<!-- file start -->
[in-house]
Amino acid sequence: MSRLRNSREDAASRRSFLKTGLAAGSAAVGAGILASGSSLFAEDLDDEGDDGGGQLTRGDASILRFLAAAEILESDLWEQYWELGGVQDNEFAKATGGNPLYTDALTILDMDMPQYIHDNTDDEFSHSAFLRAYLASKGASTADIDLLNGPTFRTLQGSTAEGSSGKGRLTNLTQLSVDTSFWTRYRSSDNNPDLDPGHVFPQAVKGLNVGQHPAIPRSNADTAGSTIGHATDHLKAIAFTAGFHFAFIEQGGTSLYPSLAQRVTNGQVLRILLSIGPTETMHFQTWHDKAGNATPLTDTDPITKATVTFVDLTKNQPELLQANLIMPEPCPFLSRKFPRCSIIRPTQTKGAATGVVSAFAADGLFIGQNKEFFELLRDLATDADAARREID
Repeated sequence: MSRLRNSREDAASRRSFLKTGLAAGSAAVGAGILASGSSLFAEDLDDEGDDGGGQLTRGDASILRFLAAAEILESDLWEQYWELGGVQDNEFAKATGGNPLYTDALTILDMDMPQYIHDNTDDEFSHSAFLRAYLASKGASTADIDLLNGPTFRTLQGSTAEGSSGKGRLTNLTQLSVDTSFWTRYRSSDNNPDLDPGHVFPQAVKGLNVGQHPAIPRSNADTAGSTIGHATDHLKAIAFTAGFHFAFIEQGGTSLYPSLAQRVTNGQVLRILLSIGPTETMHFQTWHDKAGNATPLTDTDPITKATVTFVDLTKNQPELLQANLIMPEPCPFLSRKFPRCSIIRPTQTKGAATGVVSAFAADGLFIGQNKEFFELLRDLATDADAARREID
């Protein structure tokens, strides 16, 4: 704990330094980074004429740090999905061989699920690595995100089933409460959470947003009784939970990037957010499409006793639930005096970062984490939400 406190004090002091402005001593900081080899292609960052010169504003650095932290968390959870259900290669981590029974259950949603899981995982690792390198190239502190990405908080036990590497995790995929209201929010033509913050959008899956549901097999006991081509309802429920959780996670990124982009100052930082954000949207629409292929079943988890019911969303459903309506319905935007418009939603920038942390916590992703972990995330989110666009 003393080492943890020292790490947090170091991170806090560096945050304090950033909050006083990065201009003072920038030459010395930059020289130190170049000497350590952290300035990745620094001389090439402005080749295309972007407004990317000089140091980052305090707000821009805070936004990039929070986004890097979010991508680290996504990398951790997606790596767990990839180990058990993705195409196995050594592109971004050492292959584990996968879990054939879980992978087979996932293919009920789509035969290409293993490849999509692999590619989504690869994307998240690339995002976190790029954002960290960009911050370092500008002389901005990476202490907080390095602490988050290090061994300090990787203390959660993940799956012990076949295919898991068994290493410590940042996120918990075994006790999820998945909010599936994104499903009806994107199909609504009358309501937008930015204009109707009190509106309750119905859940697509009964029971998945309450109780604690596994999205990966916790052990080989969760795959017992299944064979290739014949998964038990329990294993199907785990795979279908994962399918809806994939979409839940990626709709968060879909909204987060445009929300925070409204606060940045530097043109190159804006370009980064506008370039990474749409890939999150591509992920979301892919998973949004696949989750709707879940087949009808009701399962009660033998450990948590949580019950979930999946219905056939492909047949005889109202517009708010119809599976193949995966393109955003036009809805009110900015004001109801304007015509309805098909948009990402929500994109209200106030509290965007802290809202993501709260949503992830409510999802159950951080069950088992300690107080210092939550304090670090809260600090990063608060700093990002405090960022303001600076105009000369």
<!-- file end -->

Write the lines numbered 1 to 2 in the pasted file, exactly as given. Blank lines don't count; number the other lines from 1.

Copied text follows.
[in-house]
Amino acid sequence: MSRLRNSREDAASRRSFLKTGLAAGSAAVGAGILASGSSLFAEDLDDEGDDGGGQLTRGDASILRFLAAAEILESDLWEQYWELGGVQDNEFAKATGGNPLYTDALTILDMDMPQYIHDNTDDEFSHSAFLRAYLASKGASTADIDLLNGPTFRTLQGSTAEGSSGKGRLTNLTQLSVDTSFWTRYRSSDNNPDLDPGHVFPQAVKGLNVGQHPAIPRSNADTAGSTIGHATDHLKAIAFTAGFHFAFIEQGGTSLYPSLAQRVTNGQVLRILLSIGPTETMHFQTWHDKAGNATPLTDTDPITKATVTFVDLTKNQPELLQANLIMPEPCPFLSRKFPRCSIIRPTQTKGAATGVVSAFAADGLFIGQNKEFFELLRDLATDADAARREID